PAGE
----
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Log, Sep 7, 2001

27 people. The evening was supposed to start for Joe and Les around 4:30 PM. We had agreed to meet to do something about the outside plugs which have been tripping circuit breakers after every rain and even after particularly heavy dew. Les decided to stop by to pick up some FDO papers and Joe had just a few last minute details to fix. The upshot was we both arrived more than three quarters of an our late. Oh how we would we rue those precious minutes being lost when the Sun set.

Joe and Les examined all the "fence" plugs which have been inoperative for years. In the bushes where you would least expect it we found a ground fault plug which had tripped. After a reset, voila power along the outer fence. The pad plugs were much worse. Nothing could be salvaged. One outlet was full of every kind of vermin that would fit. In an attempt to discourage the vermin, we sparyed the outlet with bug stuff and packed the cavity with moth balls. By the time Joe had picked up the new hardware, the Sun was low. Three of the four plugs went fairly well, but by the time Les got to the last one it was just too dark to see. Les, whose manual dexterity rivals that of someone in boxing gloves, lost little screws and had trouble hooking wires onto sockets. Finally we got everything together and wonder of wonders it worked perfectly.

However that wasn't the end of the saga. Some folks set up a variety of telescopes in the vacinity. In the dark it is hard to see what everyone was doing, but if you came close enough people were sniffing various telescopes, PCs, and electrical pariphenalia. Now people often do odd things in the dark, and we are a pretty laid back group, but sniffing telescopes was something new. Finally someone shouted loud enough for Les to hear them - "Something's weird. Our equipment smells strange out here. Kind of a sharp chemical electrical smell." Les asked if perchance the smell was like mothballs and everyone said "Yeah! That's the smell exactly!" To which Les replied "Duh, uh sorry. You are smelling mothballs I packed in the socket cavity."

Steve helped a family who had bought their 8 year old girl a very nice GOTO telescope. I didn't get a chance to see it because of much grumbling at the power sockets, but I think it was a NEXSTAR. Once Steve showed the folks how to do a two star alighment they were off and running and having what seemed like a great time.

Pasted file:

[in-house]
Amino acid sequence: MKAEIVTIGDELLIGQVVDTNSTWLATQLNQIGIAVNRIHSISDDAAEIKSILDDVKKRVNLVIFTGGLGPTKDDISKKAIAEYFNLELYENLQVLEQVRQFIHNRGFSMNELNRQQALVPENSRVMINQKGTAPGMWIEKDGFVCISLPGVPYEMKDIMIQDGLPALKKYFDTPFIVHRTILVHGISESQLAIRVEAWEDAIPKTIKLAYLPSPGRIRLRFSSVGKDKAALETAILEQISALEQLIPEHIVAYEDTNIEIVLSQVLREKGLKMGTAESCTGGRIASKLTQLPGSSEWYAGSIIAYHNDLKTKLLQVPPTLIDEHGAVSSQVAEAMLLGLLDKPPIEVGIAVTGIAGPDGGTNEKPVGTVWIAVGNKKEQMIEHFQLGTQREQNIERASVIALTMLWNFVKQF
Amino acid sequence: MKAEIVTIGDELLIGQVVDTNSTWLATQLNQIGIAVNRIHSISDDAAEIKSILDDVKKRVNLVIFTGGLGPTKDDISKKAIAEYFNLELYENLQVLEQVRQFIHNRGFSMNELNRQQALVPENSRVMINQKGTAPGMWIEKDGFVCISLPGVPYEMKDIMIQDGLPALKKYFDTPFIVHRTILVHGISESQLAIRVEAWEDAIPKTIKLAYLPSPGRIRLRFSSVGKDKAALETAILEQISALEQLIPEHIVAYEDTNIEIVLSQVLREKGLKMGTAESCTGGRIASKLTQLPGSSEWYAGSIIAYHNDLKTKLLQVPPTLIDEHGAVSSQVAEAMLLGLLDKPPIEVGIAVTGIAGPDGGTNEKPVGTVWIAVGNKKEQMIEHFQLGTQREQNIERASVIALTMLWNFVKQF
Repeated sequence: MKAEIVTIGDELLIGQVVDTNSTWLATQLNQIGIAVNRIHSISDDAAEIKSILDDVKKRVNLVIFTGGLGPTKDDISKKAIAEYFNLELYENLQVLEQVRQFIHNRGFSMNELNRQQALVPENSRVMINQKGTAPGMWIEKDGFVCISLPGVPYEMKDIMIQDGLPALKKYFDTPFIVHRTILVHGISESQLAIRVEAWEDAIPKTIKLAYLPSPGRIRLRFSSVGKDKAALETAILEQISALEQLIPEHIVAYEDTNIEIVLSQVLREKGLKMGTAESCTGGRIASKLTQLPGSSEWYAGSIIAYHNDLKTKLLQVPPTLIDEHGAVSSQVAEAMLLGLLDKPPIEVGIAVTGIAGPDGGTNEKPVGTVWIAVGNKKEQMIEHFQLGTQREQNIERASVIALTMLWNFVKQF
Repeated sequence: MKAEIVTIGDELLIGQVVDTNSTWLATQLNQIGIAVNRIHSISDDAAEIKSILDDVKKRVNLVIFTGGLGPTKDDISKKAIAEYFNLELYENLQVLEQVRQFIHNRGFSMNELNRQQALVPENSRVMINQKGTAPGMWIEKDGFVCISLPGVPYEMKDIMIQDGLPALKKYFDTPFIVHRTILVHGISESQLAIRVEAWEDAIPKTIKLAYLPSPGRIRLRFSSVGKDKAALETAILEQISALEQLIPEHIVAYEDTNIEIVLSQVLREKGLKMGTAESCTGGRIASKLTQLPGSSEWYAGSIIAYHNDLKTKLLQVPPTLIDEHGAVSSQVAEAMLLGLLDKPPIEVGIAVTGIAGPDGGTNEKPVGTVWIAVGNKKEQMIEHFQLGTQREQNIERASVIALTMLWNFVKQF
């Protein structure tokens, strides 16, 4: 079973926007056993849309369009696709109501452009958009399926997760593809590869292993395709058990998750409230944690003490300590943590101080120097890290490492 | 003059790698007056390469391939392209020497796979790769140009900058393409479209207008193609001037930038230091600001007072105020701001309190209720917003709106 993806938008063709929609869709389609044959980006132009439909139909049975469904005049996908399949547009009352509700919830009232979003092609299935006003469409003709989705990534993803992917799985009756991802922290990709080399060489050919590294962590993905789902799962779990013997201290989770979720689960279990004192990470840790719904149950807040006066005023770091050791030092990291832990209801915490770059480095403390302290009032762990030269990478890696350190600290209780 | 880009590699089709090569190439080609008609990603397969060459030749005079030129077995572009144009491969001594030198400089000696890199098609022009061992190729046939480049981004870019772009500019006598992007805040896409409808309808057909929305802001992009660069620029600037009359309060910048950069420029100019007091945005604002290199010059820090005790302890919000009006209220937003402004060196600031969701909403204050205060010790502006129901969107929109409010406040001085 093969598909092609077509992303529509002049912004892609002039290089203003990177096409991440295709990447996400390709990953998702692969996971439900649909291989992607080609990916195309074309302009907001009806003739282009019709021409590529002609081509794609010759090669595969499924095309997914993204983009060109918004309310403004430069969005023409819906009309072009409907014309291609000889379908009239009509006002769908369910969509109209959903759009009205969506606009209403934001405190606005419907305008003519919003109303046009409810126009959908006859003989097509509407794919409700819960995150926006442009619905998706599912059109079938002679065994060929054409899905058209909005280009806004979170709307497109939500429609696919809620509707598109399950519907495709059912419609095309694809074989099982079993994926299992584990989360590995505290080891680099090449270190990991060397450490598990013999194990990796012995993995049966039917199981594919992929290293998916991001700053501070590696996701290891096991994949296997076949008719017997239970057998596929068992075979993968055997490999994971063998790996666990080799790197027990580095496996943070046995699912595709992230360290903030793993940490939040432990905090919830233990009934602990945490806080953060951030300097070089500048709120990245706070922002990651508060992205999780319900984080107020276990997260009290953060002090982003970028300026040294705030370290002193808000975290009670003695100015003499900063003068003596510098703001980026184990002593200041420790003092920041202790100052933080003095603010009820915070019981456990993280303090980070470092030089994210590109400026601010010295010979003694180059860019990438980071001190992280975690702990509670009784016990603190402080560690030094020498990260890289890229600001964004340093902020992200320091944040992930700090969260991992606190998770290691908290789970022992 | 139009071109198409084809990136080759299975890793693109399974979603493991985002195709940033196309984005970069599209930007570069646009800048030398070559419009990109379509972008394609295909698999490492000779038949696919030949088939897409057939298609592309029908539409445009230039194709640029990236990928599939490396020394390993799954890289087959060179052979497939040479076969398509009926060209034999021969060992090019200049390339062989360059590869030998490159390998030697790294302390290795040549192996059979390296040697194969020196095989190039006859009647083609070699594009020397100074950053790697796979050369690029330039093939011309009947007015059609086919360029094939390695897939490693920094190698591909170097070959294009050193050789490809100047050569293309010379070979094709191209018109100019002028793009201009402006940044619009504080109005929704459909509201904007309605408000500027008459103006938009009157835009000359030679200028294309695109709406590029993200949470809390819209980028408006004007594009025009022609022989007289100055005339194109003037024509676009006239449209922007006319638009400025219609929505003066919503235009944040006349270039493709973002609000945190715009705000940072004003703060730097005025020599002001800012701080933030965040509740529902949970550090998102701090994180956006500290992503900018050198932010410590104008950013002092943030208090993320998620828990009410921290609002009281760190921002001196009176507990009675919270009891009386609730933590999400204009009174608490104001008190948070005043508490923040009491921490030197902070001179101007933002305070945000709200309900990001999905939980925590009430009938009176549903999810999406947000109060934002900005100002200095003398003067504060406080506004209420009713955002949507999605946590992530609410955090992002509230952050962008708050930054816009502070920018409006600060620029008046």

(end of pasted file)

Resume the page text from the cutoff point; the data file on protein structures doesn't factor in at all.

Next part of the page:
A while later, Les demonstrated the Sky Chart III [V 3.5] software which now has excellent renderings of the solar system. Skimming through the Jovian system passing Io on the way in towards the big guy is pretty impressive. At best the "halos" around stars got a mixed review. Luckily this feature can be tuned off.

Inside we had the 16" running shortly after the power came back on. Mars was the first target, but its moons simply could not be seen through the layers of air near the horizon. This meant any chance to view the occulation followed by an eclipse of Phobos would not be visible.

Uranus(magnitude 5.7) and in particular its tiny moon Titania (magnitude 13.9) skimmed past HD205829, an orange magnitude 7.6 star. In some parts of the world, Titania actually passed across the star but from FDO it barely missed it. We looked for any dimming which would have indicated that Titania was somewhat longer than assummed but we saw nothing like this. We could also see Ariel and Oberon tonight. Later in the evening we say Neptune and Triton as well.

We spent a great deal of time in the southern part of the sky looking at M22, M8 [Lagoon], M17 [Swan], M54 (globular torn by MWG from the Sagittarius Galaxy], and the fine globular M2 and M13. Somewhat west of overhead we looked at the planetary nebula NGC6210.

Then the Moon rose and for the most part we were done with deep sky work. The Moon was more than 60,000 times dimmer than the Sun yesterday, but that still is more than 5000 times brighter than anything else. So much for dark adaptation.

As we were closing near 1:30, Les asked Doug some famous last words "How did the dome behave tonight?" eliciting the reply "Fine, only two small glitches." I don't know how, but the perverse thing heard us and jumped the track at sector 6 (exactly opposite sector 19 which is usually the worst offender). Much poking, prodding, peeking and nudging accomplished zilch. Finally, after more than half an hour, Joe growled "Let me take another try at it." No more Mister Nice Guy. No soft broom handle. Joe weilded a huge shovel with a wicked looking handle. The dome could be seem to pull away in fright as he manhandled the motor back into the tracks. Away the dome went to Joe's closing words "And that is why I am the Technical Director!"

-Les Coleman

Leslie Coleman
Author:
Leslie Coleman
Entry Date:
Sep 7, 2001
Published Under:
Leslie Coleman's Log
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